PHILADELPHIA – An experimental, off-the-shelf immunotherapy that combines a targeted antibody and chemotherapy can lead to potentially durable responses in multiple myeloma patients whose disease has relapsed or is resistant to other standard therapies. A multi-center, international trial evaluated the drug, belantamab mafodotin, and found almost a third of patients whose disease had returned after other therapies achieved a partial response or better when treated with this therapy, which targets the B-cell maturation antigen (BCMA). Data from 196 patients on the trial, called DREAMM-2, have been submitted to the U.S. Food and Drug Administration for consideration for approval. The findings were published in Lancet Oncology today.
“Our data show this therapy can make a difference for patients with multiple myeloma who have exhausted all other options, including other antibody therapies,” said the study’s senior author Adam D. Cohen, MD, an assistant professor of Hematology-Oncology in the Perelman School of Medicine at the University of Pennsylvania and a member of Penn’s Abramson Cancer Center. The study’s first author is Sagar Lonial MD, FACP, chief medical officer of the Winship Cancer Institute of Emory University and chair of the Emory Department of Hematology and Medical Oncology.
Multiple myeloma is a cancer of plasma cells, which build up in the bone marrow and crowd out healthy blood cells. It can also cause painful bone lesions, kidney damage, and recurrent infections. The American Cancer Society projects there were about 32,000 new cases in the United States in 2019, and the prognosis for patients whose disease has relapsed or is refractory (r/r) is poor. Patients enrolled in this trial were required to have disease that had relapsed or was refractory to a proteasome inhibitor, immunomodulatory drug (IMiD), and anti-CD38 antibody, a particularly difficult group to treat.
BCMA is a receptor on the surface of multiple myeloma cells that helps the cancer grow and survive. It is rarely expressed on healthy B cells, making it a promising target for therapy. Belantamab mafodotin is an experimental antibody-drug conjugate that consists of an antibody to target BCMA that is linked to a potent chemotherapy drug called MMAF. After binding to BCMA, belantamab mafadotin is internalized into the myeloma cell and then releases the MMAF, leading to highly targeted killing of the myeloma within the bone marrow while limiting systemic chemotherapy side effects. Belantamab mafadotin can also attract surrounding immune cells to attack the myeloma cells through a mechanism called antibody-dependent cellular cytotoxicity (ADCC). Patients receive an outpatient infusion every three weeks.
This phase two trial involved 58 centers in eight countries. Between June 2018 and January 2019, 196 patients were treated with either a low dose or high dose of the drug. In the low dose treatment group, 31 percent of patients (30 out of 97) achieved an overall response – meaning the treatment lowered the amount of cancer in their bodies. Of that group, 60 percent (18 patients) had a very good partial response or better – meaning the myeloma levels were reduced by 90 percent or more compared to before starting treatment. For the higher dose group, 34 percent (34 out of 99) achieved an overall response, with 59 percent of those (20 patients) achieving a very good partial response or better. Responses were achieved quickly, after a median of 1.4 months of treatment. With a follow up of 6.3 months for the low dose cohort and 6.9 months for the high dose cohort, the duration of response was not reached in either group. The median progression-free survival was 2.9 months and 4.9 months respectively, though it was not reached in patients who responded.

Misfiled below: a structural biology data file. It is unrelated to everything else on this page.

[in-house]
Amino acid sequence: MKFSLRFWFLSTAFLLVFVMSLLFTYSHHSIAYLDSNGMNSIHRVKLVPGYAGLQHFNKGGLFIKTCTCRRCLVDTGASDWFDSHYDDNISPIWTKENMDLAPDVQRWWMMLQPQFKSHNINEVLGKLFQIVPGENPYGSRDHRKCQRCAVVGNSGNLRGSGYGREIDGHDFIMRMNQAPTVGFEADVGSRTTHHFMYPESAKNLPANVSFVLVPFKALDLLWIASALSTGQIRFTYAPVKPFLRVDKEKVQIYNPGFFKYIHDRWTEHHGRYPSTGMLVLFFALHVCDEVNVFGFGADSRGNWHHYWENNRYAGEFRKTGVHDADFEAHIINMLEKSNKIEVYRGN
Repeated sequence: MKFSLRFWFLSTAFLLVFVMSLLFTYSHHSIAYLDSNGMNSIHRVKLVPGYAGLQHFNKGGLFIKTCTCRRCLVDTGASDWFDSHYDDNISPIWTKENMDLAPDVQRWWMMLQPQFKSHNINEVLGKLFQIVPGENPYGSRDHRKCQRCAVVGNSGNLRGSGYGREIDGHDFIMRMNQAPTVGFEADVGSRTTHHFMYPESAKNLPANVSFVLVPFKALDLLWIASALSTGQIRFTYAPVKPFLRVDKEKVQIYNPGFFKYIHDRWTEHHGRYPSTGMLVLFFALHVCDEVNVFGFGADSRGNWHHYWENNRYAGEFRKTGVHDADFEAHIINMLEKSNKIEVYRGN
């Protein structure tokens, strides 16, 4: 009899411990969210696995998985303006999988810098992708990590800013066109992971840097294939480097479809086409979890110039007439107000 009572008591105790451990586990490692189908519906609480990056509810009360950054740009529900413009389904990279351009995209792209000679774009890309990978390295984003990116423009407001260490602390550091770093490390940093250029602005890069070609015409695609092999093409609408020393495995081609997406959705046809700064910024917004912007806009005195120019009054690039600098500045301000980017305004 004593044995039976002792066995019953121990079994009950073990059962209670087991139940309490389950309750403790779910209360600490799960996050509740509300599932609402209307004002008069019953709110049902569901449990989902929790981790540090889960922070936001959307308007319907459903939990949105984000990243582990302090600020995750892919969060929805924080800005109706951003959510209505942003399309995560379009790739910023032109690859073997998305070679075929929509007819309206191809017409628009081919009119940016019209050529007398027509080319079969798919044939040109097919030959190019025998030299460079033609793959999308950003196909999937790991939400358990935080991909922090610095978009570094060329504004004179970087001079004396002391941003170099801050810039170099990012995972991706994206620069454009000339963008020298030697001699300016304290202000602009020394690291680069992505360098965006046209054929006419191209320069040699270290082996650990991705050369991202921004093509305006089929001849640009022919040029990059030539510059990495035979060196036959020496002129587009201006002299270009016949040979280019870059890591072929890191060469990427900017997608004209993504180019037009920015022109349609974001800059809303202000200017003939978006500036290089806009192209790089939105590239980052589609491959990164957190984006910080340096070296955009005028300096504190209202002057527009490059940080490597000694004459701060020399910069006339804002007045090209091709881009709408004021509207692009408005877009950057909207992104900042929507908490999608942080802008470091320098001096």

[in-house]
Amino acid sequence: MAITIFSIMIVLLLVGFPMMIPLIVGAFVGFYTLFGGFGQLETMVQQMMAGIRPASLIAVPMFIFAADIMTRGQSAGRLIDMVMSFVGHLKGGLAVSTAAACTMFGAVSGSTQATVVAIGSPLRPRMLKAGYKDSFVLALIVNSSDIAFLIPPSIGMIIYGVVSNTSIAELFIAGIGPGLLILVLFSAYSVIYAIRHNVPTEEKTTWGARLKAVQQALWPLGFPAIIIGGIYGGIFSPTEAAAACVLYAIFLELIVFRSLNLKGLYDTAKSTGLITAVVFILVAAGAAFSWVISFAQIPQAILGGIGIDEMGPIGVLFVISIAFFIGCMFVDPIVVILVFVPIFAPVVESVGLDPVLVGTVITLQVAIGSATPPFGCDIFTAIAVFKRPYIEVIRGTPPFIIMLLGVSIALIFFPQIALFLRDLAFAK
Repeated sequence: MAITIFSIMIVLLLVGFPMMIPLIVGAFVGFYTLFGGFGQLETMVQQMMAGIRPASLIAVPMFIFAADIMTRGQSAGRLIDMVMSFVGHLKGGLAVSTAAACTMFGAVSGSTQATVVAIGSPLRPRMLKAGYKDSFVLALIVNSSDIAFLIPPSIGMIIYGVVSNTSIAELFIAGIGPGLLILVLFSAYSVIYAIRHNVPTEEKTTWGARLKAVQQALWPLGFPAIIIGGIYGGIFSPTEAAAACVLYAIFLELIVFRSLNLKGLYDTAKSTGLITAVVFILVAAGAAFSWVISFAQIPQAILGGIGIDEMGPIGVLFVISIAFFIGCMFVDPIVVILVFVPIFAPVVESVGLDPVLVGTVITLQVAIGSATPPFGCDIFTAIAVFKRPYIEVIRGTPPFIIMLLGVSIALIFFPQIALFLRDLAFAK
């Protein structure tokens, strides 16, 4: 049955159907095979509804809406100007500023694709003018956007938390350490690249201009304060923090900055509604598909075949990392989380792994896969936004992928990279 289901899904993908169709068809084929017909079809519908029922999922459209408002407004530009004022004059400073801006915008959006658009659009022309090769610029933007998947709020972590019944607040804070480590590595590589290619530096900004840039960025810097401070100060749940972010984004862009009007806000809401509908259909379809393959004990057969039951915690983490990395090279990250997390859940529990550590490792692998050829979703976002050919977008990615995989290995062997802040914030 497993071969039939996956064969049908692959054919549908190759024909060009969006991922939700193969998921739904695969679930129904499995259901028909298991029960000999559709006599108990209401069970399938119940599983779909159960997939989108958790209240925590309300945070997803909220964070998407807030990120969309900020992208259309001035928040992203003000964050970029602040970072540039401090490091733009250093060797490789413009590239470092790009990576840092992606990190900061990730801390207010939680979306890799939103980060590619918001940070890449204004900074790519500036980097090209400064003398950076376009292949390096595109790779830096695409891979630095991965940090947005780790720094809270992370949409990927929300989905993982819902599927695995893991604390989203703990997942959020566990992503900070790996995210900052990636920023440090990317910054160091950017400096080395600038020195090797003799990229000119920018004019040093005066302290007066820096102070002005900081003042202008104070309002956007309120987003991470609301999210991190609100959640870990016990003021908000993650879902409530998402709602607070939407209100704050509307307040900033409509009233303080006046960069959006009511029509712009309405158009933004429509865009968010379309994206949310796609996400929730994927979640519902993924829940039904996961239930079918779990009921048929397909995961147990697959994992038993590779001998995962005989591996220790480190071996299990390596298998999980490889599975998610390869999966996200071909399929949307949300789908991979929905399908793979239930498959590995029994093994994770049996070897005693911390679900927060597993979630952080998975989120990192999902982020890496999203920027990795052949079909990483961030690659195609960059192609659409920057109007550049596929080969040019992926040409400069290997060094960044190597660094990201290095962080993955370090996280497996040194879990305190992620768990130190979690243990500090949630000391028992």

“These data build off the phase one trial that showed patient responses improved over time and contributed to prolonged progression free survival,” Cohen said. “Since this study did not reach the median duration of response, we anticipate that further follow-up on these patients will confirm these responses can be durable.”
Eight percent (8 out of 97) and 10 percent (10 out of 99) of patients in the low and high dose cohorts, respectively, had to stop treatment due to side effects. The most common patient-reported side effects included nausea (in 24 percent of low-dose and 32 percent of high-dose patients), fatigue (16 percent and 26 percent, respectively), blurred vision (22 percent and 30 percent, respectively), and dry eye (14 percent and 23 percent, respectively), with the majority of side effects being mild to moderate in severity. Microscopic changes to the lining of the cornea (the outer clear covering over the eye) were noted on eye examination in 71 percent of low dose and 75 percent of high dose patients, and were an expected side effect of the drug. While the effects are reversible, Cohen said patients on this trial needed to be co-managed with eye specialists so they could receive frequent eye exams and symptom management. Other side effects included thrombocytopenia, or low platelet count in the blood, which was reported in 35 percent of low dose patients and 59 percent of high dose patients.
“Overall, the side effects are manageable with appropriate supportive care, and the fact that this treatment can be given once every three weeks as an outpatient infusion means this could be a convenient and beneficial therapy for multiple myeloma patients,” Cohen said. He notes that additional research is already underway to evaluate belantamab mafodotin in combination with other treatments.
The study was supported by GlaxoSmithKline, which manufactures belantamab mafodotin.
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